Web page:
A new study finds that even considering other factors, the walkability of a child’s neighborhood has a direct correlation to increased adult earnings.
Richard Florida is a co-founder and editor at large of CityLab and a senior editor at The Atlantic. He is a university professor in the University of Toronto’s School of Cities and Rotman School of Management, and a distinguished fellow at New York University’s Schack Institute of Real Estate and visiting fellow at Florida International University.
Oct 24, 2019
The benefits of walkable neighborhoods are many and varied. People who live in walkable neighborhoods are more active, healthier, have more time to spend with family and friends, and report higher levels of happiness and subjective well-being.
Now, add another big benefit to the list: Children who live in walkable neighborhoods have higher levels of upward economic mobility.
That’s the key finding from a new study published in the American Psychologist. The study, “The Socioecological Psychology of Upward Social Mobility,” by psychologists at Columbia University, the University of Virginia, and the University of Illinois at Urbana-Champaign, looks at the effect of growing up in a walkable community on the economic mobility of children. The walkability measure comes from Walk Score. The economic mobility measure is based on the detailed data developed by economist Raj Chetty and his research team. Their data cover more than 9 million Americans born between 1980 and 1982 and gauges the probability that children from households in the bottom fifth of the income distribution will reach the top fifth by age 30.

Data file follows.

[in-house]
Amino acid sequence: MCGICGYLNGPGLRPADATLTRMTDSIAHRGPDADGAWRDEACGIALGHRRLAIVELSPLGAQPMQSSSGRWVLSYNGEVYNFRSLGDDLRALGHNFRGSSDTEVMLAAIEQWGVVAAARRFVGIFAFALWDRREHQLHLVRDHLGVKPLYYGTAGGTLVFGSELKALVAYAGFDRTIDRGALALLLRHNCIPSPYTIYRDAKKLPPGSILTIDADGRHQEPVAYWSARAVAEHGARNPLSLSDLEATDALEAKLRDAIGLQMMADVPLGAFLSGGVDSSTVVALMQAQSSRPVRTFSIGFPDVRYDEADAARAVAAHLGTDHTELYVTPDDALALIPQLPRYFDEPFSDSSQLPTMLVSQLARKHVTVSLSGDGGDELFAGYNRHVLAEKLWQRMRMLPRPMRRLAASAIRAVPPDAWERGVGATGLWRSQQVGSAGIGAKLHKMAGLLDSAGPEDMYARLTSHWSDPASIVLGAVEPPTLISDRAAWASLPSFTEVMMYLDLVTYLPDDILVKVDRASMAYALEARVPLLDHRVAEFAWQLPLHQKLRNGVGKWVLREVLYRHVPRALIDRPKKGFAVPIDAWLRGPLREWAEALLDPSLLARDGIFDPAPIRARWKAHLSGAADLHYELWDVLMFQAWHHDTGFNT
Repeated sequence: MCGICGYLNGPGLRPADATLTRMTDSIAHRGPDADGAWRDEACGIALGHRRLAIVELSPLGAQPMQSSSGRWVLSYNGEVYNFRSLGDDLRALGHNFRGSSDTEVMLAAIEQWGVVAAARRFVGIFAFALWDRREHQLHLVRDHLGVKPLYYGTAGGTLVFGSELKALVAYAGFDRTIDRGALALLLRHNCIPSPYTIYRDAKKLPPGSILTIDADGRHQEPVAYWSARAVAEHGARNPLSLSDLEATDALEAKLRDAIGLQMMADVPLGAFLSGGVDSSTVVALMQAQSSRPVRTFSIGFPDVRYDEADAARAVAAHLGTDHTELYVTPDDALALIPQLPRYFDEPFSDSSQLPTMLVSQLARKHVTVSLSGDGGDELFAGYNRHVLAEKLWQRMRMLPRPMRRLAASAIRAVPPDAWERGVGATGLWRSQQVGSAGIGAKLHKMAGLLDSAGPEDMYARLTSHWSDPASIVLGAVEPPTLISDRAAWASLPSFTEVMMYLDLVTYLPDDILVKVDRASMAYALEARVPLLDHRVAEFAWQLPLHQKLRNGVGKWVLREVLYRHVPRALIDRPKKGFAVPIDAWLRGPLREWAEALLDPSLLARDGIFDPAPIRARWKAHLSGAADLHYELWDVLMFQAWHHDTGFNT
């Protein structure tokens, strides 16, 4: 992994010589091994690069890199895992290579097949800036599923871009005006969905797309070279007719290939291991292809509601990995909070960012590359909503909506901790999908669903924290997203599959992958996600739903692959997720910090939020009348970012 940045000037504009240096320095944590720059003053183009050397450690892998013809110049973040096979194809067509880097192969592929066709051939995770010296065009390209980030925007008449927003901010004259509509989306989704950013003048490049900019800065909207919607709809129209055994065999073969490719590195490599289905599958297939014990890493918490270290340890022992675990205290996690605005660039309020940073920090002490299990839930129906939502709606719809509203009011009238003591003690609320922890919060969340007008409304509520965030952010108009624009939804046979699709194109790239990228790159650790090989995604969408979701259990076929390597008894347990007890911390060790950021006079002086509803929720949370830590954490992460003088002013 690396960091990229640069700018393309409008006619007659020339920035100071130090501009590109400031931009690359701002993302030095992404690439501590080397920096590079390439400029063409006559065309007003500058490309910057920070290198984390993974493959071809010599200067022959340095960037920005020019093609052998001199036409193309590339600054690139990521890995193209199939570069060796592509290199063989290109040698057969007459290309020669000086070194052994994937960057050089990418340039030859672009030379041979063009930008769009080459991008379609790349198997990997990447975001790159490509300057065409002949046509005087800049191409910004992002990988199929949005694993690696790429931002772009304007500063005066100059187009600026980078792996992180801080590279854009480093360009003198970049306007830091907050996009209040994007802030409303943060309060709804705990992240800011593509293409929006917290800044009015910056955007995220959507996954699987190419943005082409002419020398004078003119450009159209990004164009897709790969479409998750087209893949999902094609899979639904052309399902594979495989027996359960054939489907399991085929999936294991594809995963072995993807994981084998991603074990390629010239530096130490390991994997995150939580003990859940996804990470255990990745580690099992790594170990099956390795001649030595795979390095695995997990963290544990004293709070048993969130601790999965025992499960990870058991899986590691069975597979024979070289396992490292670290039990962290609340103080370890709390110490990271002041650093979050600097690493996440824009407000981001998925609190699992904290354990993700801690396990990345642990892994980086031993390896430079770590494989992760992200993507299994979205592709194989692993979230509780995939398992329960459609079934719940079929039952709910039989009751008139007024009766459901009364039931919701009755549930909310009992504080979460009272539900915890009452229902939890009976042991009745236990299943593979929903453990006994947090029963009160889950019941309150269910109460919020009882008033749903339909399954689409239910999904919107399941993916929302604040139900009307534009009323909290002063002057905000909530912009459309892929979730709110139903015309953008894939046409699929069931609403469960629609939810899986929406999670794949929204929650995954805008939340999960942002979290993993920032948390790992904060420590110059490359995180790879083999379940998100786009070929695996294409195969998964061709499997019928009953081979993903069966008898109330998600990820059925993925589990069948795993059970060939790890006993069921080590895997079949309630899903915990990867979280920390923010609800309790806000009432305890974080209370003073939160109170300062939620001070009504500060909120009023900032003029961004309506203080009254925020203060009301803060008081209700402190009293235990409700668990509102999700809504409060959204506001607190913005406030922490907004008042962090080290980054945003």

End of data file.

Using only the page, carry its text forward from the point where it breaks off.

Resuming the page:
The new study looks at walkability across more than 380 commuting zones, the basic unit used by Chetty’s team, which are similar to metro areas. It examines the effect of walkability in light of five key factors—school quality, income inequality, race, social capital (measured through community and civic participation), and the share of families with single parents—that Chetty and others have found to be associated with economic mobility.
Walkability has a sizable effect on upward economic mobility, according to the study. Indeed, walkability accounted for 11 percent of the additional variance in economic mobility above and beyond these five key factors. (Statistically speaking, the size of the R2 for their model increased from .41 without walkability to .52 with walkability added to the five factors).
Kids From Walkable Cities Gain Economic Mobility – CityLab
A new study finds that even considering other factors, the walkability of a child’s neighborhood has a direct correlation to increased adult earnings. Richard Florida @Richard_Florida Feed Richard Florida is a co-founder and editor at large of CityLab and a senior editor at The Atlantic. He is a university professor in the University of Toronto’s… [Read More]